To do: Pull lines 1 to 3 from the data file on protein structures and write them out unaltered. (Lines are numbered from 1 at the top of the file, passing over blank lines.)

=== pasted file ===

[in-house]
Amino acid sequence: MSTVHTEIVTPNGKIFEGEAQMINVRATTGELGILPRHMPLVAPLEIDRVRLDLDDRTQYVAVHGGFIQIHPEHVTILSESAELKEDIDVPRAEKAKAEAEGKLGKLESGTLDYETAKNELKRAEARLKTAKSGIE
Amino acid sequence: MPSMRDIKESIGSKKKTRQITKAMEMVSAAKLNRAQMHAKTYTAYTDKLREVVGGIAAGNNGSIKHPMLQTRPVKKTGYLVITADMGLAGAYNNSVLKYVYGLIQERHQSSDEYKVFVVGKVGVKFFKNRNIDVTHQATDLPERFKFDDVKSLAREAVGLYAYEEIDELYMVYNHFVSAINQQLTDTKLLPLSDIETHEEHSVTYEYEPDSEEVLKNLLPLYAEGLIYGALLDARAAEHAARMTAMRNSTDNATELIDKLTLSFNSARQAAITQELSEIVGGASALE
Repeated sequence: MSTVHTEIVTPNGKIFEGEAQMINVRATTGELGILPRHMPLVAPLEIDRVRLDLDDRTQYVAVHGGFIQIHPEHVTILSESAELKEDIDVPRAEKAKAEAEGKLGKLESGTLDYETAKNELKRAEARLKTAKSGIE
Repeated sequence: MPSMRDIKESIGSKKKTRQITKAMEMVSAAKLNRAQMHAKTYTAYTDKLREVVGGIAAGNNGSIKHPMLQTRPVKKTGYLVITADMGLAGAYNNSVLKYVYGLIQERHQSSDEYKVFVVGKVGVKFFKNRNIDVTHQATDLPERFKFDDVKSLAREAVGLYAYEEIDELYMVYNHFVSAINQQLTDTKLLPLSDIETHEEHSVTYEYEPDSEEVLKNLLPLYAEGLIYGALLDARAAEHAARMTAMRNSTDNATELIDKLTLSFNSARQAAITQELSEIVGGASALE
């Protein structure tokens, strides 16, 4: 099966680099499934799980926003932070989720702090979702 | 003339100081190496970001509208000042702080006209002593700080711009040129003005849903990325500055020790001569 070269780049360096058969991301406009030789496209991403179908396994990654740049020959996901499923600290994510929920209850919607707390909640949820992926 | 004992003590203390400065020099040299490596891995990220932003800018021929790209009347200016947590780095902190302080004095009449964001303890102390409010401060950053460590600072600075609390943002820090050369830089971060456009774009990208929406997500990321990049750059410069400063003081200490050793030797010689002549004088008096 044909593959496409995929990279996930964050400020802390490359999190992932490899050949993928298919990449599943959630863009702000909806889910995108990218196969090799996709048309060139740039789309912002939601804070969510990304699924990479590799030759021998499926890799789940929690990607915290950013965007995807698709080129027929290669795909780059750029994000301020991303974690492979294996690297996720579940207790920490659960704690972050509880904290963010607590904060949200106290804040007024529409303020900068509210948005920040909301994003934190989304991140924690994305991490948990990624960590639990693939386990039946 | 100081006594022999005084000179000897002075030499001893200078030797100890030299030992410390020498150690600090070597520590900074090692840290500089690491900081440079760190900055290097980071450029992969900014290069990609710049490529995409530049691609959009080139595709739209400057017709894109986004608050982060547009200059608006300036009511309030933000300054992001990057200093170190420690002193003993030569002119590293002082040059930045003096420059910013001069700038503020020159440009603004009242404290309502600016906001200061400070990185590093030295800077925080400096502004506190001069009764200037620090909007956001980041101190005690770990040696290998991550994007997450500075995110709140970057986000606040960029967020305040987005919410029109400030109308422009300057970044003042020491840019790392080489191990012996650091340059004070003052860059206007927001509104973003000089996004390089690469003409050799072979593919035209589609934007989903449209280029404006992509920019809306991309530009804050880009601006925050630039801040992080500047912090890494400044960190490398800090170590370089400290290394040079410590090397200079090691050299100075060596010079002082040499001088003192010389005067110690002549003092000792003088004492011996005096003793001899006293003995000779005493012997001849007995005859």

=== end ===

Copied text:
[in-house]
Amino acid sequence: MSTVHTEIVTPNGKIFEGEAQMINVRATTGELGILPRHMPLVAPLEIDRVRLDLDDRTQYVAVHGGFIQIHPEHVTILSESAELKEDIDVPRAEKAKAEAEGKLGKLESGTLDYETAKNELKRAEARLKTAKSGIE
Amino acid sequence: MPSMRDIKESIGSKKKTRQITKAMEMVSAAKLNRAQMHAKTYTAYTDKLREVVGGIAAGNNGSIKHPMLQTRPVKKTGYLVITADMGLAGAYNNSVLKYVYGLIQERHQSSDEYKVFVVGKVGVKFFKNRNIDVTHQATDLPERFKFDDVKSLAREAVGLYAYEEIDELYMVYNHFVSAINQQLTDTKLLPLSDIETHEEHSVTYEYEPDSEEVLKNLLPLYAEGLIYGALLDARAAEHAARMTAMRNSTDNATELIDKLTLSFNSARQAAITQELSEIVGGASALE